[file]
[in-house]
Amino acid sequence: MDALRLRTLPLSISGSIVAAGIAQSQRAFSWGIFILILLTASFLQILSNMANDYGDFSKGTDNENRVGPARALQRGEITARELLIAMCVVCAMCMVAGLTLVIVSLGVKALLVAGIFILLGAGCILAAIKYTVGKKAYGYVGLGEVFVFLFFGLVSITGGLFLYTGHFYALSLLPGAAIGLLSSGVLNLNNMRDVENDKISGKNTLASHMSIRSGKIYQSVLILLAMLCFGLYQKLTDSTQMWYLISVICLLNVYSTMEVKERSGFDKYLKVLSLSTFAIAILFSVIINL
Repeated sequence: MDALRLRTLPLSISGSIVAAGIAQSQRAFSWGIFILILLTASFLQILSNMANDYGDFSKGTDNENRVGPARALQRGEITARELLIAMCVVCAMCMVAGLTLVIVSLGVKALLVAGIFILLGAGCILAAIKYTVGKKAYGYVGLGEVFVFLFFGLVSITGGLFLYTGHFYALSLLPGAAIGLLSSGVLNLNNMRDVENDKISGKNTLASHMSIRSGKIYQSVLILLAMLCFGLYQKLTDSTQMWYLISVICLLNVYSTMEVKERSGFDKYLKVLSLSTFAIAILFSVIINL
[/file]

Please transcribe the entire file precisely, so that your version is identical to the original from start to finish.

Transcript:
[in-house]
Amino acid sequence: MDALRLRTLPLSISGSIVAAGIAQSQRAFSWGIFILILLTASFLQILSNMANDYGDFSKGTDNENRVGPARALQRGEITARELLIAMCVVCAMCMVAGLTLVIVSLGVKALLVAGIFILLGAGCILAAIKYTVGKKAYGYVGLGEVFVFLFFGLVSITGGLFLYTGHFYALSLLPGAAIGLLSSGVLNLNNMRDVENDKISGKNTLASHMSIRSGKIYQSVLILLAMLCFGLYQKLTDSTQMWYLISVICLLNVYSTMEVKERSGFDKYLKVLSLSTFAIAILFSVIINL
Repeated sequence: MDALRLRTLPLSISGSIVAAGIAQSQRAFSWGIFILILLTASFLQILSNMANDYGDFSKGTDNENRVGPARALQRGEITARELLIAMCVVCAMCMVAGLTLVIVSLGVKALLVAGIFILLGAGCILAAIKYTVGKKAYGYVGLGEVFVFLFFGLVSITGGLFLYTGHFYALSLLPGAAIGLLSSGVLNLNNMRDVENDKISGKNTLASHMSIRSGKIYQSVLILLAMLCFGLYQKLTDSTQMWYLISVICLLNVYSTMEVKERSGFDKYLKVLSLSTFAIAILFSVIINL